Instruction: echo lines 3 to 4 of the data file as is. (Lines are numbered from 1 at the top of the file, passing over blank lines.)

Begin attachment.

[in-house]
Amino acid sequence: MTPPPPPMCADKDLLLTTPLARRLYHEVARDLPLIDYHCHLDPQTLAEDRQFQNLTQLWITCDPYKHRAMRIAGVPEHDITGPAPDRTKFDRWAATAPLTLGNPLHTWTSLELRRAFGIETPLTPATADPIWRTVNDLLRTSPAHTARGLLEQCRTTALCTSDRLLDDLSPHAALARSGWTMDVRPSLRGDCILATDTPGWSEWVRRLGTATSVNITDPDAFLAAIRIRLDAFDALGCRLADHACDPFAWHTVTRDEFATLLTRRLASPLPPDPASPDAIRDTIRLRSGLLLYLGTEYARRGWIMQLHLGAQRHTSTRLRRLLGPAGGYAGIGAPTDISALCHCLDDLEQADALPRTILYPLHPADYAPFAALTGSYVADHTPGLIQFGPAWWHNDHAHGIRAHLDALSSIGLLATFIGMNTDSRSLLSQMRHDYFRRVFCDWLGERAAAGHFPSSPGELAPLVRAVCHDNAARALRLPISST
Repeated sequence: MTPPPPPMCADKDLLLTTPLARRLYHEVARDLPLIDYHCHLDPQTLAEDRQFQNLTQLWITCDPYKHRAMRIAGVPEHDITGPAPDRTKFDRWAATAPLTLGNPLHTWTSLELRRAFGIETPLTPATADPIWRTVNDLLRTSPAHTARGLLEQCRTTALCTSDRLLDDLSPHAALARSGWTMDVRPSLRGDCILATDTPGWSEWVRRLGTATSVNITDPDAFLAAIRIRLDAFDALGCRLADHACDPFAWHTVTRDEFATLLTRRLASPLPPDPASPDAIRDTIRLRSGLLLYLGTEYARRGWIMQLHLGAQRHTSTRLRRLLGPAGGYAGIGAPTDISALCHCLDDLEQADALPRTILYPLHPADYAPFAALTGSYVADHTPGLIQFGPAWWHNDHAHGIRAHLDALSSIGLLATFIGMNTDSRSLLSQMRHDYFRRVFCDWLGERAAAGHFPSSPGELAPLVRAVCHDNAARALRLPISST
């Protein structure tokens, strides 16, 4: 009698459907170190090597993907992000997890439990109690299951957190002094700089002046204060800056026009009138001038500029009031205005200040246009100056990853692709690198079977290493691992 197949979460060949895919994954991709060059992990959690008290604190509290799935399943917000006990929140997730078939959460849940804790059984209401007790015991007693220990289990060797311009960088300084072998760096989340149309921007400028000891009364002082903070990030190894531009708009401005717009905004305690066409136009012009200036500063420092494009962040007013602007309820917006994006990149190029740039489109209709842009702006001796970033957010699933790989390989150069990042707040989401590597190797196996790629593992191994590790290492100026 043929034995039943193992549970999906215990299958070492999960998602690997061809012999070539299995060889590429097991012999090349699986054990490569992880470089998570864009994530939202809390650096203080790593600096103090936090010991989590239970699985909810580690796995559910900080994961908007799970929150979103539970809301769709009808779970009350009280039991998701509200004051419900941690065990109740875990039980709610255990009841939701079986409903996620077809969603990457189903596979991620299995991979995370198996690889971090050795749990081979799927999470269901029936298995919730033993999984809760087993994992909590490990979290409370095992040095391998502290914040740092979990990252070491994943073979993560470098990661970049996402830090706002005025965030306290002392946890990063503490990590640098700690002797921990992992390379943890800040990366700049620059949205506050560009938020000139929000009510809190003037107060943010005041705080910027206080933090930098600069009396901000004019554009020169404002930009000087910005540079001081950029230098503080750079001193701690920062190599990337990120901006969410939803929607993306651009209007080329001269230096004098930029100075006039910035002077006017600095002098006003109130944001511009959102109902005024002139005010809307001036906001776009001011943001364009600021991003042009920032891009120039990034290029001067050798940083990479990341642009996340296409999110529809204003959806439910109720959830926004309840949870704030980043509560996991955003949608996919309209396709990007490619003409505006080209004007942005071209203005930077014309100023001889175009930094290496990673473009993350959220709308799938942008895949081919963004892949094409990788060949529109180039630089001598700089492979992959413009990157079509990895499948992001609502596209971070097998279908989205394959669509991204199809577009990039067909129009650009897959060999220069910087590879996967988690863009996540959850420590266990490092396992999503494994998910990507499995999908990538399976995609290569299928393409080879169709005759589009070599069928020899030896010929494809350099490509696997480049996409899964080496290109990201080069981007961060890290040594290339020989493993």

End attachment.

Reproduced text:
Repeated sequence: MTPPPPPMCADKDLLLTTPLARRLYHEVARDLPLIDYHCHLDPQTLAEDRQFQNLTQLWITCDPYKHRAMRIAGVPEHDITGPAPDRTKFDRWAATAPLTLGNPLHTWTSLELRRAFGIETPLTPATADPIWRTVNDLLRTSPAHTARGLLEQCRTTALCTSDRLLDDLSPHAALARSGWTMDVRPSLRGDCILATDTPGWSEWVRRLGTATSVNITDPDAFLAAIRIRLDAFDALGCRLADHACDPFAWHTVTRDEFATLLTRRLASPLPPDPASPDAIRDTIRLRSGLLLYLGTEYARRGWIMQLHLGAQRHTSTRLRRLLGPAGGYAGIGAPTDISALCHCLDDLEQADALPRTILYPLHPADYAPFAALTGSYVADHTPGLIQFGPAWWHNDHAHGIRAHLDALSSIGLLATFIGMNTDSRSLLSQMRHDYFRRVFCDWLGERAAAGHFPSSPGELAPLVRAVCHDNAARALRLPISST
């Protein structure tokens, strides 16, 4: 009698459907170190090597993907992000997890439990109690299951957190002094700089002046204060800056026009009138001038500029009031205005200040246009100056990853692709690198079977290493691992 197949979460060949895919994954991709060059992990959690008290604190509290799935399943917000006990929140997730078939959460849940804790059984209401007790015991007693220990289990060797311009960088300084072998760096989340149309921007400028000891009364002082903070990030190894531009708009401005717009905004305690066409136009012009200036500063420092494009962040007013602007309820917006994006990149190029740039489109209709842009702006001796970033957010699933790989390989150069990042707040989401590597190797196996790629593992191994590790290492100026 043929034995039943193992549970999906215990299958070492999960998602690997061809012999070539299995060889590429097991012999090349699986054990490569992880470089998570864009994530939202809390650096203080790593600096103090936090010991989590239970699985909810580690796995559910900080994961908007799970929150979103539970809301769709009808779970009350009280039991998701509200004051419900941690065990109740875990039980709610255990009841939701079986409903996620077809969603990457189903596979991620299995991979995370198996690889971090050795749990081979799927999470269901029936298995919730033993999984809760087993994992909590490990979290409370095992040095391998502290914040740092979990990252070491994943073979993560470098990661970049996402830090706002005025965030306290002392946890990063503490990590640098700690002797921990992992390379943890800040990366700049620059949205506050560009938020000139929000009510809190003037107060943010005041705080910027206080933090930098600069009396901000004019554009020169404002930009000087910005540079001081950029230098503080750079001193701690920062190599990337990120901006969410939803929607993306651009209007080329001269230096004098930029100075006039910035002077006017600095002098006003109130944001511009959102109902005024002139005010809307001036906001776009001011943001364009600021991003042009920032891009120039990034290029001067050798940083990479990341642009996340296409999110529809204003959806439910109720959830926004309840949870704030980043509560996991955003949608996919309209396709990007490619003409505006080209004007942005071209203005930077014309100023001889175009930094290496990673473009993350959220709308799938942008895949081919963004892949094409990788060949529109180039630089001598700089492979992959413009990157079509990895499948992001609502596209971070097998279908989205394959669509991204199809577009990039067909129009650009897959060999220069910087590879996967988690863009996540959850420590266990490092396992999503494994998910990507499995999908990538399976995609290569299928393409080879169709005759589009070599069928020899030896010929494809350099490509696997480049996409899964080496290109990201080069981007961060890290040594290339020989493993």